The other minor thing is that I really should have found time to fit in a couple other longer runs in training leading up to the race - stuff in the 20-22 mile category. When I ran Baystate last time I had done that and felt pretty good going in. This time my longest run was 19 miles, and I was worried that was going to affect me later in the race. Of course, it turns out that wasn't the limiting factor.
The major thing that didn't go well is that I had woke up on Tuesday this past week - my second week into tapering and not doing a whole lot - with my back sore and stiff. The muscles on either side of my spine mid back were not happy, and I didn't know why. I chalked it up to sleeping in a strange position or something, and while it felt better and loosened up over the course of the day, it returned every morning this week. I haven't changed anything with my bed or how I sleep, so I'm really not sure what's causing it, and need to figure it out sooner rather than later.
In any case, I had written it off early in the week as a fluke that would go away, but when I woke up the day before the race and it was as bad as it had been all week, I started to worry.
I did some simple drills - some butt kicks, skipping, carioca, and strides and it seemed to feel OK. At least, it was still there, but didn't seem to get worse.
So, I went ahead and did the race. My back felt fine at first, and I thought all was well. I was near the front of the pace group running relaxed and keeping my heartrate in the 150's.
Around mile 10 my back became noticeable. Uh oh. At first it was just a little discomfort and manageable, but by mile 17 it was getting a lot stiffer and I was having trouble leaning forward or keeping my stride length, so I had to up my cadence running more upright to keep close to the same speed, but I still started falling off the pace group.
By mile 20 that had all gotten worse, and it was also hurting to breathe, awesome. I couldn't take anything more than shallow breaths and there wasn't much I could do to compensate for that. Within a few miles my form had devolved to a shuffle, and in the last couple of miles I even had to walk just to catch my breath. Not something I've ever experienced before. My abs are super sore from trying to compensate for it in some way.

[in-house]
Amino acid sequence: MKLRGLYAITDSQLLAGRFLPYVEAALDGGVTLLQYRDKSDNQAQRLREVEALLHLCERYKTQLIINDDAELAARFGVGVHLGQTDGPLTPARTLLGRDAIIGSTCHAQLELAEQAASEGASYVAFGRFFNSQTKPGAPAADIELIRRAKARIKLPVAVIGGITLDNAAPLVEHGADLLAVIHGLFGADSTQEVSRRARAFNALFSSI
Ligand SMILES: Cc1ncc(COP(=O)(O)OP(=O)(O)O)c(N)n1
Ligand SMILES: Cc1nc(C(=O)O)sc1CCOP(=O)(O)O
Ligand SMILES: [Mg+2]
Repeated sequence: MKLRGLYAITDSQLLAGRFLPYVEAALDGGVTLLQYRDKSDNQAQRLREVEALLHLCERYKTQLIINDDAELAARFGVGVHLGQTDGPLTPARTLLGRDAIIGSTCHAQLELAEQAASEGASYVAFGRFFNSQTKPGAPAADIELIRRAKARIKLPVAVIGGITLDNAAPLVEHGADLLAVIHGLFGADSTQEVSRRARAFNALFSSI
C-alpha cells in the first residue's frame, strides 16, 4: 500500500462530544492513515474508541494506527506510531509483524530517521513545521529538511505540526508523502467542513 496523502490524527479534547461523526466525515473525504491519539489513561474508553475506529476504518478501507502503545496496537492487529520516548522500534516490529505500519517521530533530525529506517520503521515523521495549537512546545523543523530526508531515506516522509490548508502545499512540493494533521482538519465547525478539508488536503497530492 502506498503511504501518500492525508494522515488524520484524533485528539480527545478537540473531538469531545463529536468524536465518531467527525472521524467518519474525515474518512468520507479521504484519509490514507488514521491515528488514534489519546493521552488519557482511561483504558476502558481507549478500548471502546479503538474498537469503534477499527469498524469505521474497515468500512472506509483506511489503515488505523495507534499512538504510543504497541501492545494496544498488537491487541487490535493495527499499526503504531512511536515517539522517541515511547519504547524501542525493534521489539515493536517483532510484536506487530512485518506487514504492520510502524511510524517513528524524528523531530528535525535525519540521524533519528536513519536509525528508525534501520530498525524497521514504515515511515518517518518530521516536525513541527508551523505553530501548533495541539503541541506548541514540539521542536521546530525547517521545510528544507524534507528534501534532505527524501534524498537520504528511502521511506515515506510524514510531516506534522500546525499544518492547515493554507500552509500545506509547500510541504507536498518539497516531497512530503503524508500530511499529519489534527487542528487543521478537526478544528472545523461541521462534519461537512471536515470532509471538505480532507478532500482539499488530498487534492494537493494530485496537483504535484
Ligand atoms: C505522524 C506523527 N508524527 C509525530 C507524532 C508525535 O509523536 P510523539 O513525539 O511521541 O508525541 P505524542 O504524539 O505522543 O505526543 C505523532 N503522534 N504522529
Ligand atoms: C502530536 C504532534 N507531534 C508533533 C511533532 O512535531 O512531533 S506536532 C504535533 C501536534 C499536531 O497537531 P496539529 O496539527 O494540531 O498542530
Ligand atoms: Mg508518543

In hindsight, I really shouldn't have run this with my back feeling the way it did, but now I know I guess. I should have just targeted the Manchester Marathon in 3 weeks instead, giving me some time to get my back normal again.
I'm guessing that running this is just going to cause it to take even longer to feel better, though I still need to figure out what's causing it to begin with.
Update: Once I looked at an image of back muscles and realized it was my erector muscles that were sore and stiff, it made sense that the first thing I had to stop was leaning forward, as that's what those muscles are responsible for. It also made sense that this started Tuesday morning, as I had pushed Simon in the stroller longer than usual (10 miles) on Monday while he napped, which is probably what stressed them to begin with. Pushing the stroller messes up your form unless you're very conscious about it, and I was distracted that day, likely contributing to the back problem. No more sudden long stroller runs during tapering.
I'm not sure if I'll run Baystate next year or not, I'll be focusing on Ironman Lake Placid and will figure it out in the fall after that.
I'm looking forward to moving up an age group though, with a 3:10 qualifying time I'll be able to just run with the 3:05 pace group and have enough buffer to make the registration cut off, that'll be nice. Though, this year apparently everyone was dropped or went forward from the 3:05 pace group before the end - there were only 8 of us left when I went off the back, and a few that had went ahead I saw later on, so I'm not sure how many were successful at going sub 3:05 from that group, but the pacer finished by himself.
In any case, some lessons learned for future races, and that's the main reason I'm writing this - for myself - but if it helps anyone else, great.
For now I'm just hoping I didn't cause my back to take a whole lot longer to get better.